FIG. 2 is a simplified flow chart showing the sequence of operations of control 53 for actuating copy production machine 10 as above described. Flow chart represents operations of control 53 either in a programmed computer embodiment shown in FIG. 3 or the harware logic sequence embodiment shown in FIG. 4. It is preferred that the programmed computer embodiment be employed in practicing the present invention. Both embodiments operate the copy production machine 10 in an identical manner.
Referring to FIG. 2, the first step in practicing the invention is determining when there is to be an image change (new original document to be copied) in copy production, as at step 45. In a preferred embodiment an image change or impending image change is indicated by an end of run signal supplied by CPP 13 to control 53. From control 53 the end of run signal is signified as an image change signal on line 46 (FIG. 4) and identified by numeral 46A in FIG. 2.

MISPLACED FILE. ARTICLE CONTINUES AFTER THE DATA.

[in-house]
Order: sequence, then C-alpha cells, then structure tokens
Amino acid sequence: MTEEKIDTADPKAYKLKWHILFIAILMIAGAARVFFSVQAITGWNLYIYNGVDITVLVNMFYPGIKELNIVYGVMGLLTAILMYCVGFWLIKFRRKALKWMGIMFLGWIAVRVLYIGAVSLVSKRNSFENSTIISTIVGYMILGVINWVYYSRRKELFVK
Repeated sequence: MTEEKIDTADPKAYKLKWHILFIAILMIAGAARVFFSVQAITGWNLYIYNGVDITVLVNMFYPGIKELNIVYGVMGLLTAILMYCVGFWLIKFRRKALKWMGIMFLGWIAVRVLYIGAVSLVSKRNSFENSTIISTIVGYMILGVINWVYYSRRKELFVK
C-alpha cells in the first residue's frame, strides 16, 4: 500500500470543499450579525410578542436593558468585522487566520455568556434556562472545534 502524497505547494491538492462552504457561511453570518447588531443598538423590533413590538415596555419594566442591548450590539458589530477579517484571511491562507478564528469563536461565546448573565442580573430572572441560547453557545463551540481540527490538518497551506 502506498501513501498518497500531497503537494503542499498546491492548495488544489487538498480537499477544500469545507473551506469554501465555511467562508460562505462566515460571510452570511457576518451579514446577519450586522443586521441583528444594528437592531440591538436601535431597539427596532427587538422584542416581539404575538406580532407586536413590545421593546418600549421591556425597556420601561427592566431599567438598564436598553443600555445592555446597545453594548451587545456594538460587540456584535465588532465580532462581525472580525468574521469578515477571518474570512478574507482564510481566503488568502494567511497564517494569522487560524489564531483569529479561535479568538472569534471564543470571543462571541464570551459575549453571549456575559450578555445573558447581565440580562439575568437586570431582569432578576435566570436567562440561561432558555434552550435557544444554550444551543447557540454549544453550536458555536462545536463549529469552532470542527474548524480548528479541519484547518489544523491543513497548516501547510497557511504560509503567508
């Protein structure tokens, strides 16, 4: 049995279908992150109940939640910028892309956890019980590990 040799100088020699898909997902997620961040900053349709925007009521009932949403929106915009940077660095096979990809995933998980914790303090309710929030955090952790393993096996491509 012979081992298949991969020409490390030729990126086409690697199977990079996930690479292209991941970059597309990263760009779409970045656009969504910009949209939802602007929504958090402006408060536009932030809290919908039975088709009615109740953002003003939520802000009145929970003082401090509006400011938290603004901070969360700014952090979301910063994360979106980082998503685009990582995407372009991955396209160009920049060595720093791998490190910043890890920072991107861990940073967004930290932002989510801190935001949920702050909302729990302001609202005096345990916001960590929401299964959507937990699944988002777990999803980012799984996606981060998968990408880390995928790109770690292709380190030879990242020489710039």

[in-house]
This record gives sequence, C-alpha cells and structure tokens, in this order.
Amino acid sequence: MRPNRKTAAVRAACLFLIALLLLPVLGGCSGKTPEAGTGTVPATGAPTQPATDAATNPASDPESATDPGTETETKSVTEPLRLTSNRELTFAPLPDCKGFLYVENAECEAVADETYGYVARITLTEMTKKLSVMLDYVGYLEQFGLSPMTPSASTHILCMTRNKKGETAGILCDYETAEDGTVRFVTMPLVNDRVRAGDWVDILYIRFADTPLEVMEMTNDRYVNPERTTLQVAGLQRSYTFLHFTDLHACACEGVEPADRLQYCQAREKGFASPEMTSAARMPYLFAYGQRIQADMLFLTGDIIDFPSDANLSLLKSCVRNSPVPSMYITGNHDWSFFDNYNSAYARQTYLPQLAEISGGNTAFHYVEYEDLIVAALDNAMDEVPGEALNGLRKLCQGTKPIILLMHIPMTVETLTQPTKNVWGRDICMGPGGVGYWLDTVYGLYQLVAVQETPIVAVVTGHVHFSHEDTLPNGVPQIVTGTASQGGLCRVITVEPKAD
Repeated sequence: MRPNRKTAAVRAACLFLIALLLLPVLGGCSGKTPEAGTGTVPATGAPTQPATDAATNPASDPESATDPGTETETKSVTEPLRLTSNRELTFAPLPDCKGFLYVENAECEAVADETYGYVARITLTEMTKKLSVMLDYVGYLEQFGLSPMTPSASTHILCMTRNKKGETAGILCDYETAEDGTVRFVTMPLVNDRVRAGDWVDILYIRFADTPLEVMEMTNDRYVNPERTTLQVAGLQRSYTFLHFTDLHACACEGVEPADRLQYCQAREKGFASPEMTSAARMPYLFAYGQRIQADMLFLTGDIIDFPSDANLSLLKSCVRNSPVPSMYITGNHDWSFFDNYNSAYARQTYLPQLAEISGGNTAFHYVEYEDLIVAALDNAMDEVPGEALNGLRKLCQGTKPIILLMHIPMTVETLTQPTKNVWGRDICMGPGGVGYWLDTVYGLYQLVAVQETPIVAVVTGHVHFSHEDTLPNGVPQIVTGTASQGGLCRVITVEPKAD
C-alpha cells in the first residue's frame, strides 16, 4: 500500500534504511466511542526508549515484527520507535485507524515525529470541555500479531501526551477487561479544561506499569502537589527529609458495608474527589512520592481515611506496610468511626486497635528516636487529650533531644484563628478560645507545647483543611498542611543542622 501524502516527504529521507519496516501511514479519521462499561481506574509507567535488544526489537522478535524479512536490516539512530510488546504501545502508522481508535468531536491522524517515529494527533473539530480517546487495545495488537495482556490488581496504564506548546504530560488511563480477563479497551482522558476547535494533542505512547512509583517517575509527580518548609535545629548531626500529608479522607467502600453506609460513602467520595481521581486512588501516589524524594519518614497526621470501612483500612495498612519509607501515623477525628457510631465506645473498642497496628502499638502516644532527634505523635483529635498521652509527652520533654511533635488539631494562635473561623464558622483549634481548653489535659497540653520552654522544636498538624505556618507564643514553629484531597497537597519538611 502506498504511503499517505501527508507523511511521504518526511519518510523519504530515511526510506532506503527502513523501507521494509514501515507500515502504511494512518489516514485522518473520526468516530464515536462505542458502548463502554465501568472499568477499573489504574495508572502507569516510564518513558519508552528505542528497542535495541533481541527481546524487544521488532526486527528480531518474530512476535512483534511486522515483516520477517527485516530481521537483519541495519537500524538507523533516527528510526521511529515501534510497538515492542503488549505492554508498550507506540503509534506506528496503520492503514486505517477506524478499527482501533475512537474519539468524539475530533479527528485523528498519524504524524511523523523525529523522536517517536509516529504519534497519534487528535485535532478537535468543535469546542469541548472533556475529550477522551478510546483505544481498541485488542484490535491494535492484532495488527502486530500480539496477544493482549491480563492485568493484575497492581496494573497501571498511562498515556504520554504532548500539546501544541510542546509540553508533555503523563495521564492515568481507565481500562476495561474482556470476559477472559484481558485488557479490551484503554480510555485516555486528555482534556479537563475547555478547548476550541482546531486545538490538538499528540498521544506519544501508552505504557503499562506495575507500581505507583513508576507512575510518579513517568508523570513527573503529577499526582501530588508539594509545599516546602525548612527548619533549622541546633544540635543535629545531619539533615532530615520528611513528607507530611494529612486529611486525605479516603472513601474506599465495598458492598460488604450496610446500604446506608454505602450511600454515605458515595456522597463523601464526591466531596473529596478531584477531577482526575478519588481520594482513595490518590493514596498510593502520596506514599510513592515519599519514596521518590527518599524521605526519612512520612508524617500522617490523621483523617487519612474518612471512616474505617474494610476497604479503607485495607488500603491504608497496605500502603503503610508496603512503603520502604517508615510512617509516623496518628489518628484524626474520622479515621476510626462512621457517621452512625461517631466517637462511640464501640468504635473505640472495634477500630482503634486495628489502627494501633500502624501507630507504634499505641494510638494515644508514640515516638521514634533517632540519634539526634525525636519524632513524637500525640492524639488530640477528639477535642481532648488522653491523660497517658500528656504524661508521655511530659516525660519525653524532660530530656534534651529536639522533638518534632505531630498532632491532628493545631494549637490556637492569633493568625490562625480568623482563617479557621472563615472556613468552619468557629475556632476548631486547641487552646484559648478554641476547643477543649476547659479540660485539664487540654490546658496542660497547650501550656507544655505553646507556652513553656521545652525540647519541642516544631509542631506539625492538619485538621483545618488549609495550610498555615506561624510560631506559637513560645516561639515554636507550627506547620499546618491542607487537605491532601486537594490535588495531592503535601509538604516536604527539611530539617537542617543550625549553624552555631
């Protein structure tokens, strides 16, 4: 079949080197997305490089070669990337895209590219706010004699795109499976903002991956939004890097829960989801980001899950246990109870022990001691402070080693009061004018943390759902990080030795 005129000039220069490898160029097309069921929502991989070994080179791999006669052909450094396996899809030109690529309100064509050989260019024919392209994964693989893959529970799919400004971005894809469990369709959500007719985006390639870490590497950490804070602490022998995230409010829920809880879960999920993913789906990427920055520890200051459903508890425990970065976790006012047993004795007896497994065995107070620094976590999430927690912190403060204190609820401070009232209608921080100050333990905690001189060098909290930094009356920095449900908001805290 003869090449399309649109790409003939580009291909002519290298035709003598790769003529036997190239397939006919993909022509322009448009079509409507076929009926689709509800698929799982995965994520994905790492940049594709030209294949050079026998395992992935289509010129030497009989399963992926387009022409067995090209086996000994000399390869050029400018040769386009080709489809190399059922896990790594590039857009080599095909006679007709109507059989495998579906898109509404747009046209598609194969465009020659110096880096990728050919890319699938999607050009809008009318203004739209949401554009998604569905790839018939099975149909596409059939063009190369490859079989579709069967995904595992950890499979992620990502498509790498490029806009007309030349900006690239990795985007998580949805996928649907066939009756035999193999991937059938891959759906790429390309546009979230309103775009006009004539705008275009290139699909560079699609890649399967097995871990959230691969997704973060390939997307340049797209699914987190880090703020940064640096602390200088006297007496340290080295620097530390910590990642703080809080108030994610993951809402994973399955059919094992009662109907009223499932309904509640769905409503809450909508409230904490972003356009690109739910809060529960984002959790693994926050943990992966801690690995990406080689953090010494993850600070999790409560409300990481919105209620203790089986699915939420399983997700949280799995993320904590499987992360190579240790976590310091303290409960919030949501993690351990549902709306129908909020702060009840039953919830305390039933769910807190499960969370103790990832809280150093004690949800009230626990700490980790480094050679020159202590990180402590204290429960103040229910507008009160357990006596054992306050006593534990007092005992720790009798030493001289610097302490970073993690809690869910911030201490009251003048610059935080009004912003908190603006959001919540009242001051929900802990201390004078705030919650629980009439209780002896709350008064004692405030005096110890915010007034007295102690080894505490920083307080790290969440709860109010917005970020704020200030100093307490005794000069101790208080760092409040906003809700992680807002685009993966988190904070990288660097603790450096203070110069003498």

Next, the controls 53 must determine the location of collator carriages 16B or 16C. If a single collator 16B is being used, then the vertical location of carriage 16B determines whether or not the appropriate carriage is at home. If so, the collating operation will always proceed from the home position 15B downwardly toward the ultimate position 16L. In the event both collators are used, then the computer must determine the number of images made in each run. If the number of images, i.e., copies, being made is equal to or less than the number of receiving bins in collator 14B then the location of carriage 16B determines whether or not the carriage is "at home." On the other hand, if more than one collator is being used and the number of copies being produced in a run is greater than the bins in collator 14B then the location of carriage 16C in collator 14C is determinative of whether or not the collator is at home. In any event, if the collator is away from the home positions 15B, 15C then the next step in FIG. 2 is to determine whether or not an original document 62 has been inserted in the document receiving tray 11B for adding another run to the collator sequence. This determination is made in step 50 which when zero indicates no original document 62 is in receiving tray 11B. Then the collator carriages 16B, 16C are automatically returned to the home position in the step "collator go home" 51. On the other hand, if there is a document 62 in receiving tray 11B then the next run must be collated up as at step 52. Accordingly, the collator direction of collation is selected in accordance with the location of the collator carriages as well as whether or not a copy producing run is ready to be started in the copy production machine, the latter being signified by a document 62 being sensed by preentry sensor 60 as shown in FIGS. 3 and 4.